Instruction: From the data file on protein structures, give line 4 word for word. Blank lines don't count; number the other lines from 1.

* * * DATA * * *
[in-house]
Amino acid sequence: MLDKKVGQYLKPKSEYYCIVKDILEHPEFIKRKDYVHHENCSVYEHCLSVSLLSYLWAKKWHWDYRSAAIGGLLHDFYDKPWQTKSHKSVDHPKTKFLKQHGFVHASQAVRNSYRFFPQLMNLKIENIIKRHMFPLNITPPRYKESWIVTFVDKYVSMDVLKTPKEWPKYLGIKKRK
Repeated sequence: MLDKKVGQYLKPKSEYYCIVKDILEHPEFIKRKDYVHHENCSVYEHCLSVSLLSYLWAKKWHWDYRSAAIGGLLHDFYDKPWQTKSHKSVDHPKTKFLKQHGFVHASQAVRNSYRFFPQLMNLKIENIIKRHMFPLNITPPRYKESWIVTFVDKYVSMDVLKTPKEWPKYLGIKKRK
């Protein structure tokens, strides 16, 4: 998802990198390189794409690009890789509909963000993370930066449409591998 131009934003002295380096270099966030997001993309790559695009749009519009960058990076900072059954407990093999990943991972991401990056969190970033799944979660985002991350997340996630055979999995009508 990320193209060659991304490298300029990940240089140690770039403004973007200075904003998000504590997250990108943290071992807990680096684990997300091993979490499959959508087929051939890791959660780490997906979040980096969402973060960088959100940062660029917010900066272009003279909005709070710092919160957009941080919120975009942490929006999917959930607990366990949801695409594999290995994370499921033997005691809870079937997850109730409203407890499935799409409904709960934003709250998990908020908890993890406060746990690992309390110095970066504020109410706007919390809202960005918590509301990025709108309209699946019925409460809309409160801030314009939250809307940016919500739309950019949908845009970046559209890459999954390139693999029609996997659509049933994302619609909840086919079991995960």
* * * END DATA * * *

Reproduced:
């Protein structure tokens, strides 16, 4: 998802990198390189794409690009890789509909963000993370930066449409591998 131009934003002295380096270099966030997001993309790559695009749009519009960058990076900072059954407990093999990943991972991401990056969190970033799944979660985002991350997340996630055979999995009508 990320193209060659991304490298300029990940240089140690770039403004973007200075904003998000504590997250990108943290071992807990680096684990997300091993979490499959959508087929051939890791959660780490997906979040980096969402973060960088959100940062660029917010900066272009003279909005709070710092919160957009941080919120975009942490929006999917959930607990366990949801695409594999290995994370499921033997005691809870079937997850109730409203407890499935799409409904709960934003709250998990908020908890993890406060746990690992309390110095970066504020109410706007919390809202960005918590509301990025709108309209699946019925409460809309409160801030314009939250809307940016919500739309950019949908845009970046559209890459999954390139693999029609996997659509049933994302619609909840086919079991995960």